Q. I’ve been doing some thinking about the prophets from the Old Testament scriptures. What kind of men were they? Why did God choose them in particular? What about the nature of prophecy itself? Some people today claim to be prophets and sound very convincing, so what are some guidelines we can use when trying to determine if a person is truly gifted in prophecy, or just seeking attention?
A. First of all, we have to understand that the Office of Prophet is currently occupied by the Lord Jesus (Hebr. 1:1-2). That means that 1) No one else can officially speak for God to His people today, and 2) everything that is said by those who claim to be prophets has to conform to what the Lord has already said.
In the Church today, there are those to whom God has given the gift of prophecy (1 Cor. 12:10). This gift is meant to help provide detail in local or personal situations consistent with the revealed plan of God. For example, someone with this gift may tell another person what God has in store for them in terms of ministry. In these cases, it’s always good to seek independent confirmation before acting. If two believers who don’t know each other independently tell you the same thing, then it’s probably legitimate (Matt. 18:16).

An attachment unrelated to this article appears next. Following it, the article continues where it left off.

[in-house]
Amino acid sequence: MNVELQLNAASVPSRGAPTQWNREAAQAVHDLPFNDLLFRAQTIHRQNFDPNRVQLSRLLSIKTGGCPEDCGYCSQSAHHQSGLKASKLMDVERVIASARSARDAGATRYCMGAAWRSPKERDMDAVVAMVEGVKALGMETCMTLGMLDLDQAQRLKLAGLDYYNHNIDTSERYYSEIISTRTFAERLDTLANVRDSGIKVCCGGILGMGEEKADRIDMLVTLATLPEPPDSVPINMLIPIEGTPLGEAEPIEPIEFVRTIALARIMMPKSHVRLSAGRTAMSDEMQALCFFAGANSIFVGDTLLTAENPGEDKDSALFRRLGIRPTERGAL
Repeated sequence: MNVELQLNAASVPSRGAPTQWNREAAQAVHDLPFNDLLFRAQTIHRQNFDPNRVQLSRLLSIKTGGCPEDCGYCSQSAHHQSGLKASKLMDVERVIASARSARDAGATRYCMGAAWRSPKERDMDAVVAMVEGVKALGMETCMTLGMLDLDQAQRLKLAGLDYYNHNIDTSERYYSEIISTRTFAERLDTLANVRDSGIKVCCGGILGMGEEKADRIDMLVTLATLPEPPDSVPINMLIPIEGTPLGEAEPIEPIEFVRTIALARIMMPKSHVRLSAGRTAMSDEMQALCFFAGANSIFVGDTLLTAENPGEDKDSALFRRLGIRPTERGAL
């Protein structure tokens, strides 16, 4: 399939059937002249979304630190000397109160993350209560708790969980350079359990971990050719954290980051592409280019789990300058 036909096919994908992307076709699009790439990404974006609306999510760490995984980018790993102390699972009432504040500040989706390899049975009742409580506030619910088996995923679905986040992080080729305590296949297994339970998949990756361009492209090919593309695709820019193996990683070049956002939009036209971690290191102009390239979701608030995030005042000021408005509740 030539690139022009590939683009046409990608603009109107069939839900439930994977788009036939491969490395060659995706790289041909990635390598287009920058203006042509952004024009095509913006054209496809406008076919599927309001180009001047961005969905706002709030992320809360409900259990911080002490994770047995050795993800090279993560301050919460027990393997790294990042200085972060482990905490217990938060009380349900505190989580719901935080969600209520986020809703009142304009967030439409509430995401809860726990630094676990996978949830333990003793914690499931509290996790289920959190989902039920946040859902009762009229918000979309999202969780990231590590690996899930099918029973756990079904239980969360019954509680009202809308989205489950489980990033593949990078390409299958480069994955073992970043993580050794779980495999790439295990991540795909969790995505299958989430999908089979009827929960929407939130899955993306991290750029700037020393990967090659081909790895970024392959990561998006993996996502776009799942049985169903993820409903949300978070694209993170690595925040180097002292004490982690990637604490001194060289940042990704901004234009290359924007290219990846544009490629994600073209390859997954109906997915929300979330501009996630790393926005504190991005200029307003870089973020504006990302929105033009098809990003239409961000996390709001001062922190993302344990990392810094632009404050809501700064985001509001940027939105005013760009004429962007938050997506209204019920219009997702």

I know of no one alive today who is able to speak specific prophecies about the things of God in our time with the unfailing accuracy required of Old Testament prophets.
As to the kinds of men God chose, there doesn’t seem to be any rhyme or reason. Isaiah was well to do and influential, Amos was an unknown, a poor farmer. Ezekiel and Jeremiah were priests, Daniel was a prince, David was a King, but several others were of unknown backgrounds.
They were from all over Israel and from every walk of life. Very few were popular in their time and some were horribly mistreated. But they all had an unflinching resolve to carry out the assignment the Lord had given them. Perhaps God saw that quality and chose them accordingly, or perhaps He instilled it in them. It seems in most cases at least, that God wanted us to remember the message, not the messenger.